Family Jewels

Appraising the Family Jewels: Two things to keep in mind

Warning: this article uses the word "testicles." Are you giggling? Grow up. Get used to it. Testicles. Testicles. Testicles. There. Over it? Good.


Ha ha, just kidding. Not going to say Penis.

Perhaps you're wondering about my qualifications to write this. I'm not a doctor, no, but I do have first hand experience. You see, unlike half the writers out there, I have balls, and I think it takes a real man to admit that.

Most popular references to testicles involve harsh contact with a foot, or a baseball, and you may have wondered why they're hanging out there in harm's way in the first place. Anyone who's ever been kicked in the old landmines would much rather see them installed safely behind the ribcage, but as it turns out, they're dangling below because sperm production requires a temperature a bit lower than that of the rest of the body.

To maintain ideal temperatures, special muscles raise and lower the landing gear as required. When it's warm, the 'nads drop down a couple inches and swing like wind chimes. When entering cold water, they pull up so fast and far it seems like a plunger may be required to get them back again. Look at those old group photos of the nudist camp vacation, and you can probably guess the temperature.

From an engineering perspective, it all sounds like a fancy fix to a problem that should have been addressed early in the design phase.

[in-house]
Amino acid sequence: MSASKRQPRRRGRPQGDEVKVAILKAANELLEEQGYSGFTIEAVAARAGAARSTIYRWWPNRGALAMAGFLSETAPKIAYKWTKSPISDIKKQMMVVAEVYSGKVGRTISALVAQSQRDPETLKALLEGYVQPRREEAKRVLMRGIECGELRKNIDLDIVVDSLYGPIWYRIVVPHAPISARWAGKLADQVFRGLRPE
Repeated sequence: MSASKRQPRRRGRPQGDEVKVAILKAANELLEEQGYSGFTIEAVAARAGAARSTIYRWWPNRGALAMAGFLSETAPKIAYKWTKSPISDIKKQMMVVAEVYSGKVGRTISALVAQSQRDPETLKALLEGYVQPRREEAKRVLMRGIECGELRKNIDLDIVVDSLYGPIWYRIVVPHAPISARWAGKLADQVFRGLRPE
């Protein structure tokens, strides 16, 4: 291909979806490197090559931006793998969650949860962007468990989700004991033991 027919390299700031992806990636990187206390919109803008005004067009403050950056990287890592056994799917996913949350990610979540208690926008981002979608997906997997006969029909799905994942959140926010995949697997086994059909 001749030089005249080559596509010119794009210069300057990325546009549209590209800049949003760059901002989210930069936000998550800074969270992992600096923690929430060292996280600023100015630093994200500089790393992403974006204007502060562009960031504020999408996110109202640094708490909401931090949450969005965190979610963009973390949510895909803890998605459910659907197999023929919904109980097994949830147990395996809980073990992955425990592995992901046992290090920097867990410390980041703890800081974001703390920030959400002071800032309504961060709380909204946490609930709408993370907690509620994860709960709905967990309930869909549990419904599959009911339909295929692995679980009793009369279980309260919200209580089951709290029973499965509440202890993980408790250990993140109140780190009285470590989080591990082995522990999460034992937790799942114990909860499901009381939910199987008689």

For the record, getting whacked down there does in fact hurt. A lot. It's used as humor in movies, but in real life it's pretty hard to laugh, even when it happens to somebody else. I remember once in seventh grade, just before lunch, the whole school became aware of an injury that happened near the gym. There were all these pipes set vertically in the concrete, about three feet high, to keep cars out of the quad. Sometimes we would show off by leapfrogging over them, a moderately hazardous trick. One boy didn't quite clear.

The bell rang, and we formed a somber circle around the crash site. I don't know how we all found out; nobody remembered being told. It was as if we were all notified by an invisible pain wave that shot out in all directions from the gym, penetrating walls and triggering some primitive receptor in the brain.

Had the same collision happened to a girl, it would of course been incredibly painful as well. But it was less likely to happen to a girl, because girls are smarter than that. Or perhaps they just have less testosterone.

Funny that the high levels of testosterone in pubescent boys may contribute to behaviors that put at risk the very producers of testosterone. But not that funny.

Testosterone, the only hormone blamed for violent crime and world wars, is largely responsible for what makes men men. Love my gender, love my testosterone. Women produce a little bit themselves, and sometimes they're injected with testosterone as part of certain types of menopause therapy. Where does that extra supply of testosterone come from? I don't even want to think about it.